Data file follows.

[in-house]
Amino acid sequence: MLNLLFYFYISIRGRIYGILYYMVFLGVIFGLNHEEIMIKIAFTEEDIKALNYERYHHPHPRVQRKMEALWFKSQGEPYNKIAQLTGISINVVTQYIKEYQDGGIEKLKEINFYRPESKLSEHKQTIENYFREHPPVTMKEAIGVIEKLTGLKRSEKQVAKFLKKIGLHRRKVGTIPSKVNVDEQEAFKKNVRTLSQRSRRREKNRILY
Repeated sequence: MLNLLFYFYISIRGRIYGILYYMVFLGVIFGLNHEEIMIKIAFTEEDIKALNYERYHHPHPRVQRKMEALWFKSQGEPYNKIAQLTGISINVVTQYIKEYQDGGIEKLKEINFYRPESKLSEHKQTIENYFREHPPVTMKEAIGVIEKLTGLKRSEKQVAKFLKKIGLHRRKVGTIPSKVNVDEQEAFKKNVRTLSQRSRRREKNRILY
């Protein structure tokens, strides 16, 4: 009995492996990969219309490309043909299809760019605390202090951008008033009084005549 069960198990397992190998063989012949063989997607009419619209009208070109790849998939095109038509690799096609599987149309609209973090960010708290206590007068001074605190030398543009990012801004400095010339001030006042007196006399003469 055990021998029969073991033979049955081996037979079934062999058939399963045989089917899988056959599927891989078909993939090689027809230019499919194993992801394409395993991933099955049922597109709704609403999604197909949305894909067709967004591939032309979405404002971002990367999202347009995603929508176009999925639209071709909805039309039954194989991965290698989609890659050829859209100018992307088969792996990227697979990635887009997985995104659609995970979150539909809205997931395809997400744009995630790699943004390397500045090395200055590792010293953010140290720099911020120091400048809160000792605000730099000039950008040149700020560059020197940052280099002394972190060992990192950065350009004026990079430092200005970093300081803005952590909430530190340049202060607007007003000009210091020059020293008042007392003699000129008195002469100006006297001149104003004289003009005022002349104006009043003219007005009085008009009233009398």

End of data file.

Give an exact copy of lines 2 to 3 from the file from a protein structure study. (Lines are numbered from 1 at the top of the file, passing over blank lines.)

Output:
Amino acid sequence: MLNLLFYFYISIRGRIYGILYYMVFLGVIFGLNHEEIMIKIAFTEEDIKALNYERYHHPHPRVQRKMEALWFKSQGEPYNKIAQLTGISINVVTQYIKEYQDGGIEKLKEINFYRPESKLSEHKQTIENYFREHPPVTMKEAIGVIEKLTGLKRSEKQVAKFLKKIGLHRRKVGTIPSKVNVDEQEAFKKNVRTLSQRSRRREKNRILY
Repeated sequence: MLNLLFYFYISIRGRIYGILYYMVFLGVIFGLNHEEIMIKIAFTEEDIKALNYERYHHPHPRVQRKMEALWFKSQGEPYNKIAQLTGISINVVTQYIKEYQDGGIEKLKEINFYRPESKLSEHKQTIENYFREHPPVTMKEAIGVIEKLTGLKRSEKQVAKFLKKIGLHRRKVGTIPSKVNVDEQEAFKKNVRTLSQRSRRREKNRILY